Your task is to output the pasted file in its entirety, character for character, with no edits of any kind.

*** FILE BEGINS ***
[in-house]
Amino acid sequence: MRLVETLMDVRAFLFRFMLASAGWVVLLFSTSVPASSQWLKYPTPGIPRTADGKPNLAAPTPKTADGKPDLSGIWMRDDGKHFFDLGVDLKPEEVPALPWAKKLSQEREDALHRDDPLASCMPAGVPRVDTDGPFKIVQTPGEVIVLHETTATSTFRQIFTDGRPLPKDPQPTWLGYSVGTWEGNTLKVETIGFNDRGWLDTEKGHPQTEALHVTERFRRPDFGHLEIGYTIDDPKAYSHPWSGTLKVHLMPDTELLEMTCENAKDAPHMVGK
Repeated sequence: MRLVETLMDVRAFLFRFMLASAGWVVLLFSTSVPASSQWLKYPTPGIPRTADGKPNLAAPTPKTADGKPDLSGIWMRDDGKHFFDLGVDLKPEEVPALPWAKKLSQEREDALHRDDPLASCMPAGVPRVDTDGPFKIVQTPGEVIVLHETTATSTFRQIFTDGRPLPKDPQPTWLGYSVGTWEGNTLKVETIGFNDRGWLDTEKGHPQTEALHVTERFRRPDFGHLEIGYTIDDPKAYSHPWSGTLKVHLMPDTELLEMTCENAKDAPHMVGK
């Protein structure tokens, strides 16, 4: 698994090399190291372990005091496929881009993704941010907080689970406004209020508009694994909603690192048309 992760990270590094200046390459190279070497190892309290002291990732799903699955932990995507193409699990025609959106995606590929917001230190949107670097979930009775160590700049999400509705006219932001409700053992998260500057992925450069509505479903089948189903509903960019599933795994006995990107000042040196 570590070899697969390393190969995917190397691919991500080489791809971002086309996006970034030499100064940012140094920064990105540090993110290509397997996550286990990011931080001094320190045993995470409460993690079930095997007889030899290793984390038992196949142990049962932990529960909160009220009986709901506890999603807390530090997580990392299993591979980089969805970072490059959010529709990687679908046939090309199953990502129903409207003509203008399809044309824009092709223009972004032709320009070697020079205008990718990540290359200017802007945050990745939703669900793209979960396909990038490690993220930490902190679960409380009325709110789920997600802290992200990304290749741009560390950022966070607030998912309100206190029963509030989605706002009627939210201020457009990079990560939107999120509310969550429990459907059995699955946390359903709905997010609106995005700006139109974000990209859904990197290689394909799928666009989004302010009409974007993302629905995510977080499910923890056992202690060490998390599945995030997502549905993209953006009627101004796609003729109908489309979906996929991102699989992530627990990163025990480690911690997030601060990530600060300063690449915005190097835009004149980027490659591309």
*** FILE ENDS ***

[in-house]
Amino acid sequence: MRLVETLMDVRAFLFRFMLASAGWVVLLFSTSVPASSQWLKYPTPGIPRTADGKPNLAAPTPKTADGKPDLSGIWMRDDGKHFFDLGVDLKPEEVPALPWAKKLSQEREDALHRDDPLASCMPAGVPRVDTDGPFKIVQTPGEVIVLHETTATSTFRQIFTDGRPLPKDPQPTWLGYSVGTWEGNTLKVETIGFNDRGWLDTEKGHPQTEALHVTERFRRPDFGHLEIGYTIDDPKAYSHPWSGTLKVHLMPDTELLEMTCENAKDAPHMVGK
Repeated sequence: MRLVETLMDVRAFLFRFMLASAGWVVLLFSTSVPASSQWLKYPTPGIPRTADGKPNLAAPTPKTADGKPDLSGIWMRDDGKHFFDLGVDLKPEEVPALPWAKKLSQEREDALHRDDPLASCMPAGVPRVDTDGPFKIVQTPGEVIVLHETTATSTFRQIFTDGRPLPKDPQPTWLGYSVGTWEGNTLKVETIGFNDRGWLDTEKGHPQTEALHVTERFRRPDFGHLEIGYTIDDPKAYSHPWSGTLKVHLMPDTELLEMTCENAKDAPHMVGK
């Protein structure tokens, strides 16, 4: 698994090399190291372990005091496929881009993704941010907080689970406004209020508009694994909603690192048309 992760990270590094200046390459190279070497190892309290002291990732799903699955932990995507193409699990025609959106995606590929917001230190949107670097979930009775160590700049999400509705006219932001409700053992998260500057992925450069509505479903089948189903509903960019599933795994006995990107000042040196 570590070899697969390393190969995917190397691919991500080489791809971002086309996006970034030499100064940012140094920064990105540090993110290509397997996550286990990011931080001094320190045993995470409460993690079930095997007889030899290793984390038992196949142990049962932990529960909160009220009986709901506890999603807390530090997580990392299993591979980089969805970072490059959010529709990687679908046939090309199953990502129903409207003509203008399809044309824009092709223009972004032709320009070697020079205008990718990540290359200017802007945050990745939703669900793209979960396909990038490690993220930490902190679960409380009325709110789920997600802290992200990304290749741009560390950022966070607030998912309100206190029963509030989605706002009627939210201020457009990079990560939107999120509310969550429990459907059995699955946390359903709905997010609106995005700006139109974000990209859904990197290689394909799928666009989004302010009409974007993302629905995510977080499910923890056992202690060490998390599945995030997502549905993209953006009627101004796609003729109908489309979906996929991102699989992530627990990163025990480690911690997030601060990530600060300063690449915005190097835009004149980027490659591309």